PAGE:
Post TX Fog?

Hello All,

I haven’t been as active on the site as I use to (or as I should be) because I am having a hard time remembering our life pre-transplant. My husband feels the same. I feel as though I woke up from a dream and can’t pin point much from it. He feels he was so sick he can’t remember feeling anything other than a constant fog. I keep coming to the conclusion that we are creating a window of amnesia for ourselves. He had a very difficult time during his surgery and he was on borrowed time before that. It makes sense that we would suffer PTSD and studies on the subject are plenty. We hit the ground running towards recovery and haven’t looked back because it was so painful but enough time has passed where the ‘fog’ is an issue we want to correct. Has anyone experienced similar?

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Gloria, when it came to our UC and resulting colectomies, my brother and I were polar opposites. As he had his first, I pumped him often with questions. There were many times he had to ask his wife for the answer. His wife later told me that it seemed like he did not want to remember those days. On the other hand, I kept a diary of what I went through, and with the psc and tx as well. It helped keep me grounded.

But then I can completely understand about not wanting to remember a lot of pre tx stuff. I think that remembering the bad days helps to appreciate the good/better days, and remembering the symptoms can possibly help in the future.

We are all different and have to heal in a way that seems best for us at the time.

Glad you both are post tx.


Thanks for your response Jeff.
I also kept a diary of sorts, but it was more so for keeping family and friends updated and logging of my husband’s symptoms/prescriptions/procedures/etc. I totally agree with you, the hard times make the good even sweeter. I don’t want to forget the past. I guess that’s why it bothers me so much that I am unable to remember the details.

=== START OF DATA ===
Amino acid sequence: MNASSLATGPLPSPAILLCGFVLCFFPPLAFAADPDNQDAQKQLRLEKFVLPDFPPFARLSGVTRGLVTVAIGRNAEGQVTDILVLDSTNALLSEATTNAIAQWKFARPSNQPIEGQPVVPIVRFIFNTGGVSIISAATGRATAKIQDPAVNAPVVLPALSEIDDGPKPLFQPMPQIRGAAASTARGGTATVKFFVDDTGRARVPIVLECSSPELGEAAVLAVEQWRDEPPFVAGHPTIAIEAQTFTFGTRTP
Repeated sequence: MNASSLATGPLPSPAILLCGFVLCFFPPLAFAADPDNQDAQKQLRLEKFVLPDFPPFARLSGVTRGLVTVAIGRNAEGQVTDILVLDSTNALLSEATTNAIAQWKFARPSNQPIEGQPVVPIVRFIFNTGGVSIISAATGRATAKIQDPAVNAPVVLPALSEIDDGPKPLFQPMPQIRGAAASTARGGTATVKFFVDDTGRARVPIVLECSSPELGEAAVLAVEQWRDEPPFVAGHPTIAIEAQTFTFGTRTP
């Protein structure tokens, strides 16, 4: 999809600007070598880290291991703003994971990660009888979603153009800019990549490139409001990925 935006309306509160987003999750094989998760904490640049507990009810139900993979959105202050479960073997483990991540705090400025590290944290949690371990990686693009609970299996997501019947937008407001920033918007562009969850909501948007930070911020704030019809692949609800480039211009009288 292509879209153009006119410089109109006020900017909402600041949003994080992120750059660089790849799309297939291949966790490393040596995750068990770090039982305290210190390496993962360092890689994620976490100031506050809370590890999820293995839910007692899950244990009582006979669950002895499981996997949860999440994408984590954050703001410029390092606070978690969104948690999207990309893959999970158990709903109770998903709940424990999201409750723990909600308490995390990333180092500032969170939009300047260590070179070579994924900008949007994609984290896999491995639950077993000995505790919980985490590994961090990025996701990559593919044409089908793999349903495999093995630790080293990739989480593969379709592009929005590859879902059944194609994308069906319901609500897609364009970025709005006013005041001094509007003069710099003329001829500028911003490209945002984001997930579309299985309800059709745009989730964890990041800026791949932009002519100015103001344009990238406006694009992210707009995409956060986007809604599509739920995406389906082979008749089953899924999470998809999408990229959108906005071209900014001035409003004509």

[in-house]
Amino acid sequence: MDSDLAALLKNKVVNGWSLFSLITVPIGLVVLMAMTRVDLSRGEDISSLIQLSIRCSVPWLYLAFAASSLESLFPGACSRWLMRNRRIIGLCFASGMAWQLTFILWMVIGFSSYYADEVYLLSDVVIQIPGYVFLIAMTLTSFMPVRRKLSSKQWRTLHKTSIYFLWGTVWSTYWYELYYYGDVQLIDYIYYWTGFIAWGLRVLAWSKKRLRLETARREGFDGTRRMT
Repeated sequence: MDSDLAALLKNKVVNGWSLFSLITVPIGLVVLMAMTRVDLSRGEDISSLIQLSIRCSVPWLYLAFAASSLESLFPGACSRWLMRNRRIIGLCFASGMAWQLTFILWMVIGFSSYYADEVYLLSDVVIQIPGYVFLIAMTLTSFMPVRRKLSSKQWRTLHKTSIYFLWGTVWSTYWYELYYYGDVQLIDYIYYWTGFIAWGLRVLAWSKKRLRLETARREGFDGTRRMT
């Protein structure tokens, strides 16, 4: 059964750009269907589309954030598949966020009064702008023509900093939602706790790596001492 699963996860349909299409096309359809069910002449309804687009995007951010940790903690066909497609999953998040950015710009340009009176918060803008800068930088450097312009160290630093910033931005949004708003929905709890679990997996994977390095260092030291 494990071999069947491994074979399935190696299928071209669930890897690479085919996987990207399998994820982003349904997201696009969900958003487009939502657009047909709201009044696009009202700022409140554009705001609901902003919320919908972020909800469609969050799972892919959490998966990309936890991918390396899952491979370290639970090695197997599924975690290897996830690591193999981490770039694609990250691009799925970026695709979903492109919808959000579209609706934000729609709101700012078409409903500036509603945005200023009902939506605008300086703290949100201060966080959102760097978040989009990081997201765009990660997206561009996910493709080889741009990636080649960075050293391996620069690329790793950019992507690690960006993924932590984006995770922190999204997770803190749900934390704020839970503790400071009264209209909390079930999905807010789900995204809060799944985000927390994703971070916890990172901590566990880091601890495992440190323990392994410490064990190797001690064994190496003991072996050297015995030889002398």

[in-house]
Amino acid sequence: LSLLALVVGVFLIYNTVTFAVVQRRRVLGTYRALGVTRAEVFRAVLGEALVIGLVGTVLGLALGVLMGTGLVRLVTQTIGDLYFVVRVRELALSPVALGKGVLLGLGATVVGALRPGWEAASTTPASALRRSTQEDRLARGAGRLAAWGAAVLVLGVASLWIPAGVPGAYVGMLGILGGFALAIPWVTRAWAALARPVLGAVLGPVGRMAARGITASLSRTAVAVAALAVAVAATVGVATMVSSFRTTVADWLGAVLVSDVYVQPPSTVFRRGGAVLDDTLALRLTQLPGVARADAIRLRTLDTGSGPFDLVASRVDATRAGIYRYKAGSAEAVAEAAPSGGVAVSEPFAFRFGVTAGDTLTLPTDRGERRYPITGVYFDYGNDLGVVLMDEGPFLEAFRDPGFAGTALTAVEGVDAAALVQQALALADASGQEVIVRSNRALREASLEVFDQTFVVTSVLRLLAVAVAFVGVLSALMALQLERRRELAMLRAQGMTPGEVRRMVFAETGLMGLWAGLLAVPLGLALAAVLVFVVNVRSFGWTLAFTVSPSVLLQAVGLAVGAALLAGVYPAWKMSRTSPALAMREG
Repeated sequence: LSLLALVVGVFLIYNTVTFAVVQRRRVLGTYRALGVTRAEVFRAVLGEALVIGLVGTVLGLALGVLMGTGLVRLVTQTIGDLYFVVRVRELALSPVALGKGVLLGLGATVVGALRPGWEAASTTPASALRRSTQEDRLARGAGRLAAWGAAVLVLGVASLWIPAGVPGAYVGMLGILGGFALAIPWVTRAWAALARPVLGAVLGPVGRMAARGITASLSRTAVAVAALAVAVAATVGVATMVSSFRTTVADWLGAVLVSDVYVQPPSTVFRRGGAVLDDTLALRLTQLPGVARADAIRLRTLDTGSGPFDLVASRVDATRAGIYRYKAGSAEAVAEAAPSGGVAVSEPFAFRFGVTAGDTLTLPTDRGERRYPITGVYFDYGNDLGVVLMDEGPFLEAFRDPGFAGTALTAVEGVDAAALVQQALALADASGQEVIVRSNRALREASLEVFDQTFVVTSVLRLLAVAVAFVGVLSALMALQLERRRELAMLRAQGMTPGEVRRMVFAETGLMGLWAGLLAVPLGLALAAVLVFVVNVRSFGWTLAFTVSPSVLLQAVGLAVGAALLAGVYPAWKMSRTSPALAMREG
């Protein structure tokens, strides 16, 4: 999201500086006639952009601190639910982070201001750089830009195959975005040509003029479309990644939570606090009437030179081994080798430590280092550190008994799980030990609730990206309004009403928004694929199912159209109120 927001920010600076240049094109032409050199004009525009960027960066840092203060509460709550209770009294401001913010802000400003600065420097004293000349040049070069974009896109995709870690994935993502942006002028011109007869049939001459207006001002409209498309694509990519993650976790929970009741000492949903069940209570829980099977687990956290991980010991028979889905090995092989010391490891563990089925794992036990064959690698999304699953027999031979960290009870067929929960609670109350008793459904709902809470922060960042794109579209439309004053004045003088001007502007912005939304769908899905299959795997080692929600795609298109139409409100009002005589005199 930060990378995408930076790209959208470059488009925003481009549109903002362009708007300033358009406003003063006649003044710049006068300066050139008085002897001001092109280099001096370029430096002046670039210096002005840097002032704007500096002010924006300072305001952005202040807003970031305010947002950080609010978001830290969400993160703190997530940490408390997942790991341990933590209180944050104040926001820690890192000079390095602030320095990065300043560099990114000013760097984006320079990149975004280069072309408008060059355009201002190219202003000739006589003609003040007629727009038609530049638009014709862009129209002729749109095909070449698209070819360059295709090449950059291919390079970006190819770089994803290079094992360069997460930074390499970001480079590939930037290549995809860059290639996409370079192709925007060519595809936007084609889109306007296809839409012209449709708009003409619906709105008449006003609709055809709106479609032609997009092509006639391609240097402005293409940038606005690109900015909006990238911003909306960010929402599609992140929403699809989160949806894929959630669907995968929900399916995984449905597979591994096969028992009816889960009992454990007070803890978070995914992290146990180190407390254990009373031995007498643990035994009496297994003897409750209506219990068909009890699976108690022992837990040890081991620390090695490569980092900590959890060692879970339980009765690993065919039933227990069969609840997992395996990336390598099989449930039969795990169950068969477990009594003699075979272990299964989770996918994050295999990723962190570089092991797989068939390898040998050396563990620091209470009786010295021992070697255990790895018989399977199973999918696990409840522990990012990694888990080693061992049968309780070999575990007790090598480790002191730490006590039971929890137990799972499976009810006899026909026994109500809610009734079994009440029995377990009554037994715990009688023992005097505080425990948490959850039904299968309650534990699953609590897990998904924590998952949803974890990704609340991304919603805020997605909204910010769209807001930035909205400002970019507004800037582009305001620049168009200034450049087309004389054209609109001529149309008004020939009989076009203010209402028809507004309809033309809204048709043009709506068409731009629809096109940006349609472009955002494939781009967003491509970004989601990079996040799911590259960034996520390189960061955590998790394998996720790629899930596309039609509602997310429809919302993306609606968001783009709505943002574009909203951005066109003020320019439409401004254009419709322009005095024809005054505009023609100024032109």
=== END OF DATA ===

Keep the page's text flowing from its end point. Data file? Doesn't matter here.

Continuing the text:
I believe strongly that when we are ready, memories will come. It chills me to read this as we do forget past windows if necessary to our survival.
Please don’t grieve the loss… perhaps for now, it’s for the best. Stay open and patient and maybe in time the fog will lift.

The other side is the fear that comes with allowing the fog to lift. To believe it to be true, knowing the chance of great disappointment is there… I’m not sure how one does this.

A woman wrote to me when first diagnosed, Be Kind to Yourself.
It’s ok to forget and be foggy. I have for years now with my path that has nothing to do with PSC… PSC is just my icing. But as we truly settle and relax into Life, that’s when we trust to feel it.

Hugs and Loves to you both


Thank you, Jennifer. I will try harder to stay open and patient and kind to myself. Your words brought me great comfort!

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It’s all we can do and so much easier said than done! I see life like doors and pathways. Doors open and close. Pathways change directions. Both can happen unexpectedly. Both can bring Peace or Chaos or a bit of both. My goal is to learn to roll with the unexpected and to appreciate more fully those windows of Peace.

We know in our heart of hearts what feels right even when our minds want to say otherwise. Stick with your Heart, but I probably not need to tell you this :slight_smile:

Hi Gloria,
Advanced liver disease can cause ammonia to back up in your body causing encephalopathy, which is confusion and temporary loss of memory. During my pre-transplant liver cirrhosis, I had to take Lactulose that helped bind the ammonia and eliminate it. I quit my job as a school business manager because I could not mentally focus on my responsibilities with millions of dollars at stake. After my transplant, my memory and brain function went back to normal.

Hi Paul. My husband also suffered from encephalopathy towards the end, before transplant. I never though to think about the possibility of last effects from it. I’m happy to hear your memory and brain function went back to normal. Thank you for sharing.

Hi Gloria,
The whole PSC/transplant experience seems dream-like to me. But I am able to access vivid memories from that time period. Sharing memories with others on this site from that time period is therapy for me. We have answers to many a new PSCer’s questions and fear. Put experience, as unpleasant as it was, to good use helping others.

I appreciate your efforts, Paul.

Big Hugs,